I believe the ability to adjust the sensitivity between the large and small coils also comes into play which was hit on. EMI, Minerals or trash may reduce depth on a much large coil and not affect one a bit smaller. Which basically increases its depth over the larger coil. It allows for a more effective foot print. Some people using the WOT on the Xcal say they can only run the sensitivity up to 4 or you over power the coil. Mine in the water on my local beaches can run 7 or 8 sensitivity with the 10 inch coil. Gary ive not been at this as long as you so i can only say the rings i find on the beach, like you said arent 15 inches deep..... or is the detector just loosing sensitivity to them? Also, how do you like FBS on the 3030 over the Sov?
May 29, 2012, 07:34 AM
I used the Whites DF for a couple of years and got rid of it because although I found many large platinum and gold bands with it, I saw a marked drop off in the ladies rings with stones which tend to be the expensive finds. The final year of my DF experiment I hardly used it at all because I went back to my Excalibur full time and immediately got my mojo back with the thin bands with stones and still got good depth out in the deeper water with the Excalibur. I find large and small rings both deep and shallow with the Excalibur. In my opinion a lot of wether a beach hunter finds deep and shallow targets has to do with their metal detecting technique especially sweep speed and search coil control. To answer your question on the CTX3030 I will continue to use my Excalibur, Sovereign GT and CTX3030, I look at owning the CTX3030 as having another great choice of machine for beach and water hunting with a great range of user and search coil options. You can do things with the Excalibur that you cannot do with the Sovereign GT, you can do things with the CTX3030 you cannot do with the Excalibur or Sovereign GT. Owning and using all three allows me to cover all likely beach and shallow water hunting scenarios.
Originally Posted by dewcon4414
May 29, 2012, 08:00 AM
Thanks for all the great information, guys. I hadn't really thought about the fact that the CTX was the only fully waterproof multi-frequency with interchangeable coils, at least to my knowledge. It just seems to me that this is ALMOST, lol, a good enough reason to spring for one. Trying to keep two older Excals waterproof and in the field has become a real headache.
Originally Posted by Gary Drayton
Last edited by hobbit; May 29, 2012 at 08:50 AM.
May 29, 2012, 10:21 AM
i get 2 inches better depth with my big coil in air tests so id think that would apply to the ground ...i dont use it though its super heavy and it kills my shoulder after 40 mins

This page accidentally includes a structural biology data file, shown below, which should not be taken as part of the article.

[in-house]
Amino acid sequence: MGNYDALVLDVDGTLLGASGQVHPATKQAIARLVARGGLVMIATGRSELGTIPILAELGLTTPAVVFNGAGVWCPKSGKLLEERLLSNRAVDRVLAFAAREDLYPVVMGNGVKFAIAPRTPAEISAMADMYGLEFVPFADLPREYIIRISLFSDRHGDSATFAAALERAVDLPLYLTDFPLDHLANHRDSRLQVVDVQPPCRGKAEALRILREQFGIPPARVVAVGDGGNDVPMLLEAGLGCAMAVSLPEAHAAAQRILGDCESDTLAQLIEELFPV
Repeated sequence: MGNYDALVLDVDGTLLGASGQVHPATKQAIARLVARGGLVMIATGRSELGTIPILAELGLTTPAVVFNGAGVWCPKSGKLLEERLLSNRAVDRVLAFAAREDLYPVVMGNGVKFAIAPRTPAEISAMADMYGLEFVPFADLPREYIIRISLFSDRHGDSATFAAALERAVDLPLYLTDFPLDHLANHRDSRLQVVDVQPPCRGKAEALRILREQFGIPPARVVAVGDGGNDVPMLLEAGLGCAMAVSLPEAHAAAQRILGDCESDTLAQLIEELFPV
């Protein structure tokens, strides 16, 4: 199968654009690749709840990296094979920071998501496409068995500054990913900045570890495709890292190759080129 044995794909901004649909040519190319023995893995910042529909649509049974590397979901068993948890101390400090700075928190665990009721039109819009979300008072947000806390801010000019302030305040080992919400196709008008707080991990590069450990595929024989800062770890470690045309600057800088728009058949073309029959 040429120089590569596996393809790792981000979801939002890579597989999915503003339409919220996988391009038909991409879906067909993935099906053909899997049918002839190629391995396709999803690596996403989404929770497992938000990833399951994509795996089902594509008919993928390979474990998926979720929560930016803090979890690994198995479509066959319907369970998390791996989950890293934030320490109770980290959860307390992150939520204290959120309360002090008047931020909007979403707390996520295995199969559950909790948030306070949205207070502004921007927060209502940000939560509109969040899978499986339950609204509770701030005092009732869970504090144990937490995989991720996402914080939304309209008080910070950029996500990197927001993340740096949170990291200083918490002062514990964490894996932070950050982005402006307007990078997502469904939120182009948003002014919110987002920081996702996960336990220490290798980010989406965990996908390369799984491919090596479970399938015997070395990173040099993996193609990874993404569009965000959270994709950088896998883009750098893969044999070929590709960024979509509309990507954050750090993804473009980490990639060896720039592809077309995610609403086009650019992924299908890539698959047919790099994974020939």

May 29, 2012, 11:17 AM
*************** WHAT YOU DO WITH THE FINDS YOU DIG UP IS YOUR BUSINESS AND NO ONE ELSES, IGNORE ANYONE ON A SOAPBOX TRYING TO PREACH OTHERWISE! **************
I only hunt with the large coils at the beach, I use a WOT and the SEF 12x15" butterfly coils on my 2 excals and I use a WOT or the SEF 15x18" butterfly coil on my Sov GT.... Is a 15 inch DD coil deeper than the standard 10 inch dd or concentric, yes, would a 15in DD be deaper than a 15 inch concentric, no, but it would cover a lot more area since you lose coverage on the concentric coil as the signal goes down........Is a WOT or SEF 12x15" coil deeper than a 10" concentric yes, by a great deal......
As far as weight, I always use a harness when I beach hunt, I connect the bungie to my camelback that I wear for water, for me the harness is a no brainer, it supports most of the weight of the coil, I can let go of it while in the water if I need to and it hangs right by my side.... I can hunt for 8-12 hours with no problem if I use the harness....
People say the large coils are not as sensitive, I found a .06 of a gram 14 k gold ring every bit of 10-12 inches deep with the WOT coil.
Last edited by Treasure_Hunter; May 29, 2012 at 11:21 AM.
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May 29, 2012, 11:54 AM
I think Gary nailed it on the head when he made mention of user sweep speed & coil control. Larger coils are simply too difficult for a lot of hunters to master because every little flaw is magnified greatly, which tends to get too frustrating/irritating for most. This sweep speed/coil control obviously also has a great deal to do with how high a sensitivity setting the user is able to apply as well. Also, the mode of operation will also have an effect on depth. Personally, I use coil connectors so I can switch coils out pretty quickly if needed/required and I have never had an issue with them leaking, etc., (yet!) however, they do require constant maintenance and care in order to maintain any level of trust in them.
"The key to finding gold is finding places where it can be accessed."